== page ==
Food and Beverage

By quantifying sensory perception, we are aiding the development of healthier, lower cost foods with the same ‘mouth feel’ as market leading products.

‘Creamy’, ‘sugary’ and ‘slimy’ are all adjectives commonly used to describe foods during consumer panel testing. By linking these adjectives to physical, measurable properties of a sample, analysis can be performed to screen numerous new formulations without the expense and ambiguity of panel tests, saving companies both time and money.

Using our instruments, researchers have discovered that the frictional properties of our favourite foods are related to their fat and sugar content (i.e. the higher the fat content the lower the friction coefficient, hence the creamier the taste).

Food and Beverage industry research areas include:

  • Reduced fat dairy products such as yoghurt, cream, mayonnaise and chocolate.
  • Astringency of wine, green/black tea and fruit.
  • Carbonated vs non-carbonated beverages.
  • Reduced sugar content of beverages.
  • Mouthfeel of foods and its impact on enjoyment and satiation.

Food and Beverage Industry includes the following:

Beverage

Beverage

Not just the taste but also the feel of a drink will change how enjoyable it is to drink. This has been investigated for everything from wines to soft drinks.

Food

Food

A key aspect of enjoying food is its mouthfeel. Studies have looked at a range of food groups such as dairy foods and their creaminess, and the smoothness of baby foods.

Pet Care

Pet Care

Pet food isn't just for nutrition but can also serve to clean their teeth. Research into this field is ongoing, in what is a rapidly growing market.

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Food and Beverage Industry Articles & Papers

Paper

Tribology – Novel Oral Processing Tool for Sensory Evaluation of Food

Food oral processing is a study of mastication that involves food-saliva interaction. Instrumental approaches have improved sensorial attributes like texture …

Food oral processing is a study of mastication that involves food-saliva interaction. Instrumental approaches have improved sensorial attributes like texture by stimulating the oral environment for the past years. However, a thorough estimation of oral food processing is still an open research topic with persisting challenges. This review summarizes the role of tribology as a novel oral processing tool for the sensory evaluation of foods. The paper further covered state of the art on instrumentation, working principles, the efficiency of the tribometer, and its application in dairy and non-dairy foods. Moreover, sincere attempts have been made to classify the research gap and challenges in oral food processing using tribometer.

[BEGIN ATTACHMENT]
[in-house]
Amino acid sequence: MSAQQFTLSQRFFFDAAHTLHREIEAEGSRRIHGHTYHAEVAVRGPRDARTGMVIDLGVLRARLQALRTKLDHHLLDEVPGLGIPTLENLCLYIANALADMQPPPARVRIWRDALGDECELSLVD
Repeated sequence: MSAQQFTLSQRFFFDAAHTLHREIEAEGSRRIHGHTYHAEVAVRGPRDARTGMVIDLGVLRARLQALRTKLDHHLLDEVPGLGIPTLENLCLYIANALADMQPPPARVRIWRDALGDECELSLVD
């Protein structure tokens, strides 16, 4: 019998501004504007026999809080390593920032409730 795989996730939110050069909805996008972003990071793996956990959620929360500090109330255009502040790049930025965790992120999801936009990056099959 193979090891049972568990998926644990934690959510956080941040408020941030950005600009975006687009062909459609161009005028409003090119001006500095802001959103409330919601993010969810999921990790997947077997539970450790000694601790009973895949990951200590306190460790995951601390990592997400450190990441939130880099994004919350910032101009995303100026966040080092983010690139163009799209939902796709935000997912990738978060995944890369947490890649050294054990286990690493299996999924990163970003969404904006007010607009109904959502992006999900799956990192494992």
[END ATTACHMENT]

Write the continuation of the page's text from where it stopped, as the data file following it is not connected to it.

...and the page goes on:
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Paper

3D Enabled Facile Fabrication of Substrates With Human Tongue Characteristics for Analysing the Tribological Behaviour of Food Emulsions

The mouth-feel or oral perception of a food may vary in different oral surfaces or tongue-palate environment depending on the …

The mouth-feel or oral perception of a food may vary in different oral surfaces or tongue-palate environment depending on the physical characteristics of human tongue. Tribological measurements emulating the characteristics of tongue-palate environment will assist in the evaluation of oral perception of food materials. This study reports a 3D printing assisted approach for rapid fabrication of the soft elastomer substrates with different surface (roughness) and bulk characteristics (elastic modulus and thickness) for tribological measurements. The influence of substrates with various regularly patterned surfaces, elastic modulus, and thickness on the lubrication properties of four food emulsions (full-fat and skim milk, high-fat and low-fat yoghurt) has been investigated. It is observed that friction coefficient of food emulsions increases with a decrease in height or an increase in density of rectangular micro-scale pillars representing papillae on the surface of soft substrate. Interestingly, a decrease in the elastic modulus of the substrates causes an increase in the friction coefficient for the milk samples, whereas for yoghurt samples it causes a decrease. The variations in the thickness of the substrates have little effect on the friction coefficients of the food emulsions.

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